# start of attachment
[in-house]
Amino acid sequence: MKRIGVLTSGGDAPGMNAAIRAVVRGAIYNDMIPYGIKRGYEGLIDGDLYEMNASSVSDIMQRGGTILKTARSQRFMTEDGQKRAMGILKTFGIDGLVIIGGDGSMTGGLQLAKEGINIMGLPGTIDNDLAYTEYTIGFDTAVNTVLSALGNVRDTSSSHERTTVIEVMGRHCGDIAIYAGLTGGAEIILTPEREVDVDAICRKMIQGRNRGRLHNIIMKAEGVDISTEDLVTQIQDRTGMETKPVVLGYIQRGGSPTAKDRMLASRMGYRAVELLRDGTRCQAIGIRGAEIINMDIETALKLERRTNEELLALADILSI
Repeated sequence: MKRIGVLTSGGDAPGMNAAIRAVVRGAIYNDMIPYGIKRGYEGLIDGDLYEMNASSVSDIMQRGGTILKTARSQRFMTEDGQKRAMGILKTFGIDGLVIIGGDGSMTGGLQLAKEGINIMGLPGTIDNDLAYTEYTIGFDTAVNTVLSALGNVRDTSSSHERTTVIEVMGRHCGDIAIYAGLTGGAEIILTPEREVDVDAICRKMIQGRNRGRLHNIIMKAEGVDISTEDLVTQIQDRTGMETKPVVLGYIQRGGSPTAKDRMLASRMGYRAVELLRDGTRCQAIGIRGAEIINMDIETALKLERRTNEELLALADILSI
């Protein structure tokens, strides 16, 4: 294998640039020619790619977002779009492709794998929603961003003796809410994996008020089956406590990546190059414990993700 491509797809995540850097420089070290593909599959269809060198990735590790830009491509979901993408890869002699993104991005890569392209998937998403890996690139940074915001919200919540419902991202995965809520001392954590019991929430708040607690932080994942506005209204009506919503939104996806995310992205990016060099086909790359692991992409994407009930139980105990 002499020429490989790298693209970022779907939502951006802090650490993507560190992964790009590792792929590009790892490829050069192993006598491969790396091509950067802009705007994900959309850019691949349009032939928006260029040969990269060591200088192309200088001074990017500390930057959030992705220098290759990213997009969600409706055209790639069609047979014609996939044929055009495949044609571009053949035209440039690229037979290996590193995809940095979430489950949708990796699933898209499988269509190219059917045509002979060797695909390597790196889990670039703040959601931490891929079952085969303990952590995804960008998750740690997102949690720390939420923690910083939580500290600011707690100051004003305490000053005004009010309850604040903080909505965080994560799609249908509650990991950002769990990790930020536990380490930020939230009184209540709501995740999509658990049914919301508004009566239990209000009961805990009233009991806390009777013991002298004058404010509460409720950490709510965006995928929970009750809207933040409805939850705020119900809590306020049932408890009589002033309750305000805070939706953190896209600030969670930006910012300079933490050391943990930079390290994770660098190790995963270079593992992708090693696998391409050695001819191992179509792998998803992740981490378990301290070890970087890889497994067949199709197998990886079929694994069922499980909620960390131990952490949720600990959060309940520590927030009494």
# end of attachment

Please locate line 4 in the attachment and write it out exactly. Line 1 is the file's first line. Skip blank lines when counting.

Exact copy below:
């Protein structure tokens, strides 16, 4: 294998640039020619790619977002779009492709794998929603961003003796809410994996008020089956406590990546190059414990993700 491509797809995540850097420089070290593909599959269809060198990735590790830009491509979901993408890869002699993104991005890569392209998937998403890996690139940074915001919200919540419902991202995965809520001392954590019991929430708040607690932080994942506005209204009506919503939104996806995310992205990016060099086909790359692991992409994407009930139980105990 002499020429490989790298693209970022779907939502951006802090650490993507560190992964790009590792792929590009790892490829050069192993006598491969790396091509950067802009705007994900959309850019691949349009032939928006260029040969990269060591200088192309200088001074990017500390930057959030992705220098290759990213997009969600409706055209790639069609047979014609996939044929055009495949044609571009053949035209440039690229037979290996590193995809940095979430489950949708990796699933898209499988269509190219059917045509002979060797695909390597790196889990670039703040959601931490891929079952085969303990952590995804960008998750740690997102949690720390939420923690910083939580500290600011707690100051004003305490000053005004009010309850604040903080909505965080994560799609249908509650990991950002769990990790930020536990380490930020939230009184209540709501995740999509658990049914919301508004009566239990209000009961805990009233009991806390009777013991002298004058404010509460409720950490709510965006995928929970009750809207933040409805939850705020119900809590306020049932408890009589002033309750305000805070939706953190896209600030969670930006910012300079933490050391943990930079390290994770660098190790995963270079593992992708090693696998391409050695001819191992179509792998998803992740981490378990301290070890970087890889497994067949199709197998990886079929694994069922499980909620960390131990952490949720600990959060309940520590927030009494």